Samsung’s Watch Phone

Calling Dick Tracy!  Samsung has introduced a new Watch Phone.  At 2.7″ x 2.3″ x 0.8″, and weighing 48 grams with battery, the thing isn’t a whole lot bigger than the watch I bought in Jamaica last week.  It also has a longer battery life (90 minutes continuous talk, 60 hours standby) than the 3-year-old telephone that I cart around with me every day.  It also has more features:  voice-activated dialing, earphones, and multiple alert signals (alarms).  Samsung is working on text-to-speech software that will give users audio access to short message service and email.  At $1,000, it’ll probably remain a cute gimmick for people who don’t have anything better to do with their money, but it sure is cool.

In other cell phone news, at least four vendors were showing phone/PDA combinations at Comdex in November.  The Casio Cassiopeia’s new battery pack doubles as a phone, and Handspring’s Visor Phone ($299) clips into the Springboard expansion slot.  Kyocera was showing its upcoming Palm OS-based cell phone, and Microsoft revealed its prototype Stinger cell phone.  Finally, the guy at the Sprint store in Circuit City last week told me that Sprint will be offering PDA/phone units in the second quarter of this year.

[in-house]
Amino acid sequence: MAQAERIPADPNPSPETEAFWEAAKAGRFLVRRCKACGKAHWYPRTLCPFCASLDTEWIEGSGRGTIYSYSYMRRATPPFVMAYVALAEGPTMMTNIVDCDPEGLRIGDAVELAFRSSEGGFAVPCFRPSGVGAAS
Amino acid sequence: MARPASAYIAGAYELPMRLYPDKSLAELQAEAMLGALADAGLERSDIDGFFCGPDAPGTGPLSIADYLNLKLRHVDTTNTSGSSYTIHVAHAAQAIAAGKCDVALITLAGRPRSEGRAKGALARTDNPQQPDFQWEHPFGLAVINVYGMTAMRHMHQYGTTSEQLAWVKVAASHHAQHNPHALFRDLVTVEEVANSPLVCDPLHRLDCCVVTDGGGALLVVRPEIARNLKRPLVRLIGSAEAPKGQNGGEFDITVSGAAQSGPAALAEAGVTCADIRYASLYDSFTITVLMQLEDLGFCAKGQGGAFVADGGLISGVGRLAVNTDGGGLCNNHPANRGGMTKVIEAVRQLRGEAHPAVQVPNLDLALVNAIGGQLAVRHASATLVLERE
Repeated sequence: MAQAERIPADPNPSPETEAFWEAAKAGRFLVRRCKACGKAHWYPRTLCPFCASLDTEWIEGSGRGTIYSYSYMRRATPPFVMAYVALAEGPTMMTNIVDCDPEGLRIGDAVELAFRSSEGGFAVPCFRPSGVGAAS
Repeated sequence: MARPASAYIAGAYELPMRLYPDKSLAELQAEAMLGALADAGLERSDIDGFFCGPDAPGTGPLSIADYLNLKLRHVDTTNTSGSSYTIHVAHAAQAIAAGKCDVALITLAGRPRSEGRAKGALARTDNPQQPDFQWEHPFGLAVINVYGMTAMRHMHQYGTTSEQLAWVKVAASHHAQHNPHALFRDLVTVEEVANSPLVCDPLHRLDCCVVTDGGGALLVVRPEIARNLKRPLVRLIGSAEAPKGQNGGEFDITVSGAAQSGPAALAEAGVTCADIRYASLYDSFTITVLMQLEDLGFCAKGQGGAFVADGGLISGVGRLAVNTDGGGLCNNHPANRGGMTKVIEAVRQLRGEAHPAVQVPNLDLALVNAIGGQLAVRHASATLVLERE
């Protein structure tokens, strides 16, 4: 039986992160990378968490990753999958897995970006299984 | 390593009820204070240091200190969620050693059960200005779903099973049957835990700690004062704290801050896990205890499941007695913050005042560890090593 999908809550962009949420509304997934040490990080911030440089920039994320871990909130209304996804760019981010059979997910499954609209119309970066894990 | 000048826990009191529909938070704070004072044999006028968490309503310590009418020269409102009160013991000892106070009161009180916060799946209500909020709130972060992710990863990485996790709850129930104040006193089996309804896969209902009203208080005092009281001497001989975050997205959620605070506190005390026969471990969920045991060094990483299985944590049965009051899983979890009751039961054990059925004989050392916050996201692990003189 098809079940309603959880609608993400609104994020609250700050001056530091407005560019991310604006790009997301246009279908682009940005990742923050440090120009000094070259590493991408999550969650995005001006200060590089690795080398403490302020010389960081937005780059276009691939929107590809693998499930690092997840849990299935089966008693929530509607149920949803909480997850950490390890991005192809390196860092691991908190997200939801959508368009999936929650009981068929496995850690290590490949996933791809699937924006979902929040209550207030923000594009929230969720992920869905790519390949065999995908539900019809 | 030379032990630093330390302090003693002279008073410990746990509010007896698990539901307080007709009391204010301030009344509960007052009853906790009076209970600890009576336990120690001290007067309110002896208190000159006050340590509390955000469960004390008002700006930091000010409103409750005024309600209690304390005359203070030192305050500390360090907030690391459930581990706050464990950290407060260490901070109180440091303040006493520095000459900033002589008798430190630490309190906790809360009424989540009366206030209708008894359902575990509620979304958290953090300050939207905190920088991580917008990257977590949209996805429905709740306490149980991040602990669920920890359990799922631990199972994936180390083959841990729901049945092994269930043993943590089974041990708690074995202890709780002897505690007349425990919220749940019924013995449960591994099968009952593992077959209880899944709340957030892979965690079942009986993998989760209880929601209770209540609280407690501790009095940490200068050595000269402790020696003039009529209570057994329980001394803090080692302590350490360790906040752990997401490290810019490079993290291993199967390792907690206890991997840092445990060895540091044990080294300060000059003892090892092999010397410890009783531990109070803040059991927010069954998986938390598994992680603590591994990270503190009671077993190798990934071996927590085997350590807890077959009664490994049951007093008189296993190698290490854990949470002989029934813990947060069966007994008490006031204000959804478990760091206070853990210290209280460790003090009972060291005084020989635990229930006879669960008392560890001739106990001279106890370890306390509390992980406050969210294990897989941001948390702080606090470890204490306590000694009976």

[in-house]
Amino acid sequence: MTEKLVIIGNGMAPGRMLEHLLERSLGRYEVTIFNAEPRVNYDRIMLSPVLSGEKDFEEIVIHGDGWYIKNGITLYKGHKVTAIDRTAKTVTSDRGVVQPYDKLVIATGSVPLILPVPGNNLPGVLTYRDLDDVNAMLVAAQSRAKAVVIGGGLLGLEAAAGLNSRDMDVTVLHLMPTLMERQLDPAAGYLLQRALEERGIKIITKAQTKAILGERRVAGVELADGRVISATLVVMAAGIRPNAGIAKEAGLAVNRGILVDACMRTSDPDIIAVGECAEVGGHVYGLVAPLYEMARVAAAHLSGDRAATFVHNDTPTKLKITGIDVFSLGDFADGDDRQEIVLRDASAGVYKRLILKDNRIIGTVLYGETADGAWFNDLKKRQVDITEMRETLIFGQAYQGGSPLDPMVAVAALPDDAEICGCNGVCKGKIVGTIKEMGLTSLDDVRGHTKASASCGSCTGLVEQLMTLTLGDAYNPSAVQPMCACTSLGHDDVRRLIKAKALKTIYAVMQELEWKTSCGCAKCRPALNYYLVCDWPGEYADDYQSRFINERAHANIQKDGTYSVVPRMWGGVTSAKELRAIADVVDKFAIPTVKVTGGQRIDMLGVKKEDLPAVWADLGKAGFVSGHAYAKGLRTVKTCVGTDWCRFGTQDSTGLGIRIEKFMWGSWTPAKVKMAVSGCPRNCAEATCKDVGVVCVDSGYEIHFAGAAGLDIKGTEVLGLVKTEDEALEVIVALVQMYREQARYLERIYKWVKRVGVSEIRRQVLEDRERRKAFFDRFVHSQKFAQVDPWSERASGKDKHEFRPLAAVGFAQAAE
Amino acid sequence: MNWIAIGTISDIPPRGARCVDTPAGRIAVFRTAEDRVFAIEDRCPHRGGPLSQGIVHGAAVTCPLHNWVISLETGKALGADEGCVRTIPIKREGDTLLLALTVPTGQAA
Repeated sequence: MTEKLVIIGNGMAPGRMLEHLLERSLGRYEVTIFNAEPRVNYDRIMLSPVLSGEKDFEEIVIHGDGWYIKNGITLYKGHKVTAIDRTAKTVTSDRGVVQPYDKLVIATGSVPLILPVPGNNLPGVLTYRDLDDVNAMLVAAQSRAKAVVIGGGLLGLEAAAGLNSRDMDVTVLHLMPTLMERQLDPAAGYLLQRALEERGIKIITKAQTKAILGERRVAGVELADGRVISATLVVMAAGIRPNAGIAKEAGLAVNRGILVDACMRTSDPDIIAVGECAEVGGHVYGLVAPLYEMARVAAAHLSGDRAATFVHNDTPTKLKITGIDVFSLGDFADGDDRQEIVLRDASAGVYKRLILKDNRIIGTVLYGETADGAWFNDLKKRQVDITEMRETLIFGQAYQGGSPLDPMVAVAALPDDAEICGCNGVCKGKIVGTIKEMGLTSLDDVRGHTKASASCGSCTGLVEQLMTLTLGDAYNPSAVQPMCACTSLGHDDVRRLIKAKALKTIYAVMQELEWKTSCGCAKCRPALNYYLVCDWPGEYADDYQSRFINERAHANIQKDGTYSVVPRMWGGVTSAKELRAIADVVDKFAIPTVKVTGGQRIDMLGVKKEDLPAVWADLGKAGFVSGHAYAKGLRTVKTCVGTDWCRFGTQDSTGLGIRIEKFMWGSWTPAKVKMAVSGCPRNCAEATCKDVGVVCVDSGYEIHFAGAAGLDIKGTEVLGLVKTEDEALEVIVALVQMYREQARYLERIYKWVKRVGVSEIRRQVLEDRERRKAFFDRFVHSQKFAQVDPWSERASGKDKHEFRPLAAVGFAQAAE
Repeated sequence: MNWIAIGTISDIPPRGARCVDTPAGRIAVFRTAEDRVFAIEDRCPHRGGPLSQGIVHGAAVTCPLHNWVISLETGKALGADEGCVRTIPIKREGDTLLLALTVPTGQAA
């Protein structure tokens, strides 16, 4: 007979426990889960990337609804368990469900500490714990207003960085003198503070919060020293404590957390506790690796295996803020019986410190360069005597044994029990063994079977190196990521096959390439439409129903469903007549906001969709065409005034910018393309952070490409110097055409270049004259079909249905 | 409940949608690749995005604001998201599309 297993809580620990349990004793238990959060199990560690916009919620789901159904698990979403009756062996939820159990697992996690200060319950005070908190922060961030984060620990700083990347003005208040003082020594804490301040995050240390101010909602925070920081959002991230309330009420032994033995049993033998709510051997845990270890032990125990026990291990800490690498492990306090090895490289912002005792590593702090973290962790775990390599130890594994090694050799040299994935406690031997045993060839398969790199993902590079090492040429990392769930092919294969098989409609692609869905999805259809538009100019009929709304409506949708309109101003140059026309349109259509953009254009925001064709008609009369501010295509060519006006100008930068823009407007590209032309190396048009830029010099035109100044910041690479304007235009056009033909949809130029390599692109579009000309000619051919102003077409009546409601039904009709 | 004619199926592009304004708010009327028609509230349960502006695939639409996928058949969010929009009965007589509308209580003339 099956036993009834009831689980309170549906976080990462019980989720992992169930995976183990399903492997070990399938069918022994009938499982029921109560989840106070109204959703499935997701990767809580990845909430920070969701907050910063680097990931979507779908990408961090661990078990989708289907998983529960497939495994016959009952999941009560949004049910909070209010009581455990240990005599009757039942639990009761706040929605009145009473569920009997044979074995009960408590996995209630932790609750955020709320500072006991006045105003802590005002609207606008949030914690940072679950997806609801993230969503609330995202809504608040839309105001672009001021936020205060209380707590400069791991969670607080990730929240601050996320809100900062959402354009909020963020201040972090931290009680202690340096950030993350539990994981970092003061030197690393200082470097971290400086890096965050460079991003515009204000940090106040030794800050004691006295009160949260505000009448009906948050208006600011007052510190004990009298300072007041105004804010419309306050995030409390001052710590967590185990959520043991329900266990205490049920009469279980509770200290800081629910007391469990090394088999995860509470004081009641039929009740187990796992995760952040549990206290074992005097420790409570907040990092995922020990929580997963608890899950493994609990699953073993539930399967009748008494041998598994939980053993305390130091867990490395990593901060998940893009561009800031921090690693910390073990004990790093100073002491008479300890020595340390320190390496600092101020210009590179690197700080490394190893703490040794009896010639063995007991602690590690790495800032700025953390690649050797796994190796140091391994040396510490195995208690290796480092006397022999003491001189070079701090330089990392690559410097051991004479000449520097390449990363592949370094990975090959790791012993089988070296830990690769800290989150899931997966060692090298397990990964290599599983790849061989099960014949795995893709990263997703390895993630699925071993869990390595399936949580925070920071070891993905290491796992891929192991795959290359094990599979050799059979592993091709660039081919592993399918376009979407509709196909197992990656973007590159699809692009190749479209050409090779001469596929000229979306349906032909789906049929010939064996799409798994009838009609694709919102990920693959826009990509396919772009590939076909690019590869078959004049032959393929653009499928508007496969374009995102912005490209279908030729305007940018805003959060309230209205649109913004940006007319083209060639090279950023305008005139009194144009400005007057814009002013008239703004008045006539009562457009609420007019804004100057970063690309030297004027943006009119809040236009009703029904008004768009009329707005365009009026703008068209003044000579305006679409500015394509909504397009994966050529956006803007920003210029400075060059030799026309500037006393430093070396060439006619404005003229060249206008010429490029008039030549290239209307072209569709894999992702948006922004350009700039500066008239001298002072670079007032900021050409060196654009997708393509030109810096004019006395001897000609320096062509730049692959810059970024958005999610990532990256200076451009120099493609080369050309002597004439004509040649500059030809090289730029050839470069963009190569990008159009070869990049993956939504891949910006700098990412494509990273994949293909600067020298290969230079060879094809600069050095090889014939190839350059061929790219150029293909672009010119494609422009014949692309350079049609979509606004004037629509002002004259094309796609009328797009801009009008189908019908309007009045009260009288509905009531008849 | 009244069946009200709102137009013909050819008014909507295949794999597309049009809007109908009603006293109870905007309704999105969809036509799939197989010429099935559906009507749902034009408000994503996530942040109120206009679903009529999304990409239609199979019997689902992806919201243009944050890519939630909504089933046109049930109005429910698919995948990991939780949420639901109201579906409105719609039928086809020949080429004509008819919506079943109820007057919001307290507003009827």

Many vendors seem to think that wireless handsets (or wrist sets) will replace PCs as the preferred way to access the Internet.  I can’t see it happening any time soon.  There’s just not enough screen real estate, and we don’t yet have a reasonable alternative user interface.  Text to speech technology is certainly good enough these days to read your email to you, but speech to text isn’t quite there.  Even in the best conditions (little background noise, clear even speech), speech recognition requires huge amounts of memory and processor cycles, and isn’t accurate enough for serious communication.  Worse, speech isn’t nearly as effective as the written word for conveying the kinds of information that we transmit via email.

The technology’s cool, though, and almost worth buying just for the gadget factor…